Can You Be Friends With Your Ex?

Q: Can you be friends with your ex?

There are two schools of thought on this.

One is of course you can! You’re two mature people who care about each other and your lives are richer for having the other person in them, and the time you shared together in the past is a precious touchstone that you want to share!

The second is of course you can’t, because men only want to be your friend in case they can sleep with you again, and that women only want to be your friend in case they need a backup plan for their current relationship, or need someone to make a new guy jealous, or to take to a wedding. This is the one that has a dimmer view of human nature. However, this is the one that seems to be more consistently true.

My experience was, when I got married, I lost all of my male friends. Either they backed off out of a desire to be respectful of my spouse and my marriage, or else they were a bunch of dudes who were hanging out in case I wanted to have sex with them at some point. Sometimes, “let’s be friends” is code for “Let’s see if I can get in your good graces through funtimes and beers.”
This is sad and unpleasant to think about. Are people of the opposite sex only worthwhile as romantic partners? Am I not fun to hang out with in public? Are women friends inferior to guy friends?

It might come down to, it’s a busy world. We’re all working, we’re pursuing our dreams, and we have limited free time for the friends we already have, so am I really going to make time to grab lunch with a sysadmin with a foot fetish that I didn’t click with? I’d rather spend that time with old friends or with potential new partners. If you’re not the right one for me, then let’s both move on.
When I’m friends with exes: I find that they have way more time for me if they’re single, and if they’re not single, I wind up being better friends with their girlfriends or wives, and they kind of recede into the background.

I think there are mitigating factors like, how long did you date? If you went on three tinder dates with someone, “Let’s be friends” is my favorite code for “Let’s never see each other again!”

Q: Can you be friends with your ex when you’re seeing someone else?

That depends. Is your ex a mature person?

If they’re not, they might be jealous or weird around your new guy.

Alternately, if you are committed to a new relationship, it might be better not to keep an ex around. Try to take a breath and look at your motivations. Are you still interested in your ex? Are you putting your best foot forward with your current? Keeping a string of old guys around smacks of commitment problems. Again, if your ex is from high school and you’ve known him almost as long as your siblings, that’s different- but if you’re getting brats and beers with your last serious relationship, it might give your current guy pause.  In the past, I always pursued friendships with my exes because I thought that was a mark of adulthood- but it might be even more grown up to let them move on with their lives.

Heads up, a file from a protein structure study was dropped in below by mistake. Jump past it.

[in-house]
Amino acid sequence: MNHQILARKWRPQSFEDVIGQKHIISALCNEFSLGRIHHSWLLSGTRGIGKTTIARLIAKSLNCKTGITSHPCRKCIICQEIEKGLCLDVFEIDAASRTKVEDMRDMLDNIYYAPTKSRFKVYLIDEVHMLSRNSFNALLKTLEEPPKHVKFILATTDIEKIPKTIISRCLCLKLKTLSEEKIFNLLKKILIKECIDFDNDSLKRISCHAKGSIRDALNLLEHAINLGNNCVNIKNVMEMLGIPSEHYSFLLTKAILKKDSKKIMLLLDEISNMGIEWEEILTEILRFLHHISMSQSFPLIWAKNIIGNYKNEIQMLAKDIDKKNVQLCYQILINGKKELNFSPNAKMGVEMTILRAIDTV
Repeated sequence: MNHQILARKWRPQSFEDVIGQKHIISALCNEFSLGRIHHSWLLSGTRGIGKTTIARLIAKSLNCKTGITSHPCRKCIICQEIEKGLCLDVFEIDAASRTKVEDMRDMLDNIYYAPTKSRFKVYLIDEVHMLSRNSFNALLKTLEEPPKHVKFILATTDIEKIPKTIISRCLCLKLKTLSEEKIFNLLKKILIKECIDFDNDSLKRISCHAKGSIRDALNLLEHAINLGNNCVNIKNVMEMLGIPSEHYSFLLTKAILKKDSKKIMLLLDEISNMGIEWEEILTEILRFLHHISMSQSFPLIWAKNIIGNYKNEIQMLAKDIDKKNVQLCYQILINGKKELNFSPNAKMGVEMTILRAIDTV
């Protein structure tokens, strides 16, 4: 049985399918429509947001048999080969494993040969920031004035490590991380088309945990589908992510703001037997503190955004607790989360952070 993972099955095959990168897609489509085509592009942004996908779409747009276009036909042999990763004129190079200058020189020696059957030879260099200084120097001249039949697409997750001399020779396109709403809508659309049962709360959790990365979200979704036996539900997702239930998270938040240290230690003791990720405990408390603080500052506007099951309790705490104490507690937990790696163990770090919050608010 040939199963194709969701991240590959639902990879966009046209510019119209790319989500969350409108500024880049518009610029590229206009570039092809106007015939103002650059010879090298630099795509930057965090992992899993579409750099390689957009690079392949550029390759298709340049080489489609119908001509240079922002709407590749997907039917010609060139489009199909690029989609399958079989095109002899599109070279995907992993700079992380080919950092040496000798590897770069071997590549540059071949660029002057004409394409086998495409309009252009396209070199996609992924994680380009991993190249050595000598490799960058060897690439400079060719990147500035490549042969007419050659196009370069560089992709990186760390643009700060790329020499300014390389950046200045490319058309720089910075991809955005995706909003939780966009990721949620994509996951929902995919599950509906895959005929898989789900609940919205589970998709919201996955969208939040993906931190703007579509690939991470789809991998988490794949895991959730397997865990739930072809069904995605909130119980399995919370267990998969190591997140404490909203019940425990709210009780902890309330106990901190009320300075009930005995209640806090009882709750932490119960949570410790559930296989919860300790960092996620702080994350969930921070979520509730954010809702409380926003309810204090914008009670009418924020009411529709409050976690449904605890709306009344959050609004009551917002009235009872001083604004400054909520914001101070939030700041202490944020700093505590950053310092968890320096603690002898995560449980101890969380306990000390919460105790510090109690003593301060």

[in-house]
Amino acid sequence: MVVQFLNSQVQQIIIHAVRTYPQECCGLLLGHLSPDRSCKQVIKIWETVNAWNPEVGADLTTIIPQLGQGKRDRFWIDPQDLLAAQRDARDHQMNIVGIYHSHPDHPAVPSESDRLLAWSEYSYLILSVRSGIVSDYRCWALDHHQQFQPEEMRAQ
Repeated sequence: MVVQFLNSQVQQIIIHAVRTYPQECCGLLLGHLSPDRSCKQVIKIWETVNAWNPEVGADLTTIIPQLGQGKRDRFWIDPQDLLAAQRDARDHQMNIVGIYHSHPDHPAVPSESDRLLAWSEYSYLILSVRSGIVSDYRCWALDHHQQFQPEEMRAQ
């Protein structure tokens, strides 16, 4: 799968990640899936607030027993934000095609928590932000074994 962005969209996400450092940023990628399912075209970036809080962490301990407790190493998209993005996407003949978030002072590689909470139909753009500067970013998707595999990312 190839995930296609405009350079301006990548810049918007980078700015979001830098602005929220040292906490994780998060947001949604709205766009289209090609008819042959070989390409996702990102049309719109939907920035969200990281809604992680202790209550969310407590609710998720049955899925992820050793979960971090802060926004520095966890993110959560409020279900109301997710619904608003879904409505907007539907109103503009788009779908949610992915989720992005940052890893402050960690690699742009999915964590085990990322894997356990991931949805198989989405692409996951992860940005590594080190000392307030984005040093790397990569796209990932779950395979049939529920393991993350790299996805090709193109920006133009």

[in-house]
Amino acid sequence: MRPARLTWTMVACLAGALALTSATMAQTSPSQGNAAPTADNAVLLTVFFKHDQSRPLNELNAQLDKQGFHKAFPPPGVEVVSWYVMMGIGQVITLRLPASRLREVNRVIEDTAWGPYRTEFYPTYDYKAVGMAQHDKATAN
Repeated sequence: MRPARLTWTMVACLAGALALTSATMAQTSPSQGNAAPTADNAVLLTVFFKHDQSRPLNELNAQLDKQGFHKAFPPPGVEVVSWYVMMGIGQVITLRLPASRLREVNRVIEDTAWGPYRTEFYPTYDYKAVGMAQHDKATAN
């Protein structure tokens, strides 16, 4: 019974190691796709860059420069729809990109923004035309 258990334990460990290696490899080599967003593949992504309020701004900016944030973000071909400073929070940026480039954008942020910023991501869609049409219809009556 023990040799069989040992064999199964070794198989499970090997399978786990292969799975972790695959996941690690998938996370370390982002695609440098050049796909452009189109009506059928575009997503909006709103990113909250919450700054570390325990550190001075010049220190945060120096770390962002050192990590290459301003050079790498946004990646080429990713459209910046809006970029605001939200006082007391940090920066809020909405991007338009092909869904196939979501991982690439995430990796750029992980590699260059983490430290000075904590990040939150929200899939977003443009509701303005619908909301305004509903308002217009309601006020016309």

Q: Can your friend be friends with your ex?

This is even subtler. If we’re assuming that friendship is code for “maybe bang”, I’d rather not. Friends dating our exes can be more hurtful than the breakup was in the first place. If you’d like to stay friends with a good girlfriend’s ex, proceed with caution and ask her beforehand. She might have important information that you weren’t privy to, that the guy in question was abusive, was a drunk, or was untrustworthy. Talking to her could save both of you a lot of trouble.

If you’re wondering, “Am I good enough friends with this woman that it should keep me from hanging out with Chad?” just ask yourself “would I be comfortable if she never spoke to me again?” If you are, it’s fine to be friends with her ex!

Good Times to Connect With Your Ex

Even if you parted ways on good terms, the idea of being friends with an ex is, well, weird.

This is a person with whom you were intimate with in ways most people will never be with you and, if you were in love, it’s a loss. Breakups, no matter how they ended, are never easy.

The problem with breaking up with someone is that you’re not just losing your partner, but your best friend. Personally, I’ve been able to move on easier from the idea of losing my partner than I am able to move on from losing my best friend. You go from having someone on who you can rely constantly, for the good and the bad, then they’re gone. And while you have other friends with whom you can share things, there’s a void if you can’t just call up your ex and share something with them. I can’t even tell you how often I pick up the phone to call my ex to tell him something, then I have to stop myself and say out loud, “Oh yeah. We’re never talking again.”

But, time heals all wounds, as they say, or at least some of them. Since that’s a possibility, there’s a strong likelihood that you just might want to talk to your ex again — maybe even pick up the friendship part of your relationship. But, before you do that, you need to get in the right mind set first. Here’s when it’s probably OK to start talking to an ex again:

1. When You’re No Longer Madly In Love With Them

This one can be tricky. You may miss them romantically, but you also may miss them as a friend. It’s not always clear exactly what you miss about them, but it’s important to determine whether these feelings are intensely romantic or not. Make sure you’re not setting yourself up for emotional pain.